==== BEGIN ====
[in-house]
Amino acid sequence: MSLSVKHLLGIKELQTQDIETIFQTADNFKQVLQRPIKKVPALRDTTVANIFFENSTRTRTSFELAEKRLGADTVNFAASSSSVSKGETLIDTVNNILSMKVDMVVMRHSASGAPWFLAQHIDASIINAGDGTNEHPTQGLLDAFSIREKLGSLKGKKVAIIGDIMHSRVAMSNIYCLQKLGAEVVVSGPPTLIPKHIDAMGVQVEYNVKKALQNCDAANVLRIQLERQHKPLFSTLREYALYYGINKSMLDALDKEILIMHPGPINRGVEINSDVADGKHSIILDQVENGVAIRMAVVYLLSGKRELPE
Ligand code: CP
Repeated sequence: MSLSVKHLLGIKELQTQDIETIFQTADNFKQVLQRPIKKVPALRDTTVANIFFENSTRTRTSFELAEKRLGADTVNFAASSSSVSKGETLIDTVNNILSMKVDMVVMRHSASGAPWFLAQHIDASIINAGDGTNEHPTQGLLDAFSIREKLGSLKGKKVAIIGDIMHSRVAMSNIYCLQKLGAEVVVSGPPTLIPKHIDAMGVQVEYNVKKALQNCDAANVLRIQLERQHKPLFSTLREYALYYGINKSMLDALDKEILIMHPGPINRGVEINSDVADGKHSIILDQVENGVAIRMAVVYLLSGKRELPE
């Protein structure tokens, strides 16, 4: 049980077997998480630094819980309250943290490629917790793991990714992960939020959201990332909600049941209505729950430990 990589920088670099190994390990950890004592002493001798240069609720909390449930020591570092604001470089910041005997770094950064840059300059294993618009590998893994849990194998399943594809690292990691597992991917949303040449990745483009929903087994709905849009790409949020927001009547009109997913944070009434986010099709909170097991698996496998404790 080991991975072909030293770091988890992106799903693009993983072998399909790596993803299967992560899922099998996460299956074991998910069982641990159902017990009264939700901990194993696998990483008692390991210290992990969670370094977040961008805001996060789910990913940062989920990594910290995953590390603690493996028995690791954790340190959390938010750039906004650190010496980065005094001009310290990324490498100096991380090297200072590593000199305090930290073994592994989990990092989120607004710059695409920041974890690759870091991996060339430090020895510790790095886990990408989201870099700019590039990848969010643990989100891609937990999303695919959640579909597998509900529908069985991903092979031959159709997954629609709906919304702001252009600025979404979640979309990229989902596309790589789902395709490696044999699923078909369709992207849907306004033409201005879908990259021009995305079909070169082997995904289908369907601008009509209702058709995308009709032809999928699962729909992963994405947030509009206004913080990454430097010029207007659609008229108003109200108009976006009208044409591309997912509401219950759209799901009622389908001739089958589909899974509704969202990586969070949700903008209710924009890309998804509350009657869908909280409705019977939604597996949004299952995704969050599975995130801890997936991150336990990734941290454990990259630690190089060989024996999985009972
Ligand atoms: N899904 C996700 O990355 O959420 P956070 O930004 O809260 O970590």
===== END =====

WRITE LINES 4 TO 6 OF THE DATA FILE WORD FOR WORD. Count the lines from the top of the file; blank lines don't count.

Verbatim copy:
Repeated sequence: MSLSVKHLLGIKELQTQDIETIFQTADNFKQVLQRPIKKVPALRDTTVANIFFENSTRTRTSFELAEKRLGADTVNFAASSSSVSKGETLIDTVNNILSMKVDMVVMRHSASGAPWFLAQHIDASIINAGDGTNEHPTQGLLDAFSIREKLGSLKGKKVAIIGDIMHSRVAMSNIYCLQKLGAEVVVSGPPTLIPKHIDAMGVQVEYNVKKALQNCDAANVLRIQLERQHKPLFSTLREYALYYGINKSMLDALDKEILIMHPGPINRGVEINSDVADGKHSIILDQVENGVAIRMAVVYLLSGKRELPE
């Protein structure tokens, strides 16, 4: 049980077997998480630094819980309250943290490629917790793991990714992960939020959201990332909600049941209505729950430990 990589920088670099190994390990950890004592002493001798240069609720909390449930020591570092604001470089910041005997770094950064840059300059294993618009590998893994849990194998399943594809690292990691597992991917949303040449990745483009929903087994709905849009790409949020927001009547009109997913944070009434986010099709909170097991698996496998404790 080991991975072909030293770091988890992106799903693009993983072998399909790596993803299967992560899922099998996460299956074991998910069982641990159902017990009264939700901990194993696998990483008692390991210290992990969670370094977040961008805001996060789910990913940062989920990594910290995953590390603690493996028995690791954790340190959390938010750039906004650190010496980065005094001009310290990324490498100096991380090297200072590593000199305090930290073994592994989990990092989120607004710059695409920041974890690759870091991996060339430090020895510790790095886990990408989201870099700019590039990848969010643990989100891609937990999303695919959640579909597998509900529908069985991903092979031959159709997954629609709906919304702001252009600025979404979640979309990229989902596309790589789902395709490696044999699923078909369709992207849907306004033409201005879908990259021009995305079909070169082997995904289908369907601008009509209702058709995308009709032809999928699962729909992963994405947030509009206004913080990454430097010029207007659609008229108003109200108009976006009208044409591309997912509401219950759209799901009622389908001739089958589909899974509704969202990586969070949700903008209710924009890309998804509350009657869908909280409705019977939604597996949004299952995704969050599975995130801890997936991150336990990734941290454990990259630690190089060989024996999985009972
Ligand atoms: N899904 C996700 O990355 O959420 P956070 O930004 O809260 O970590």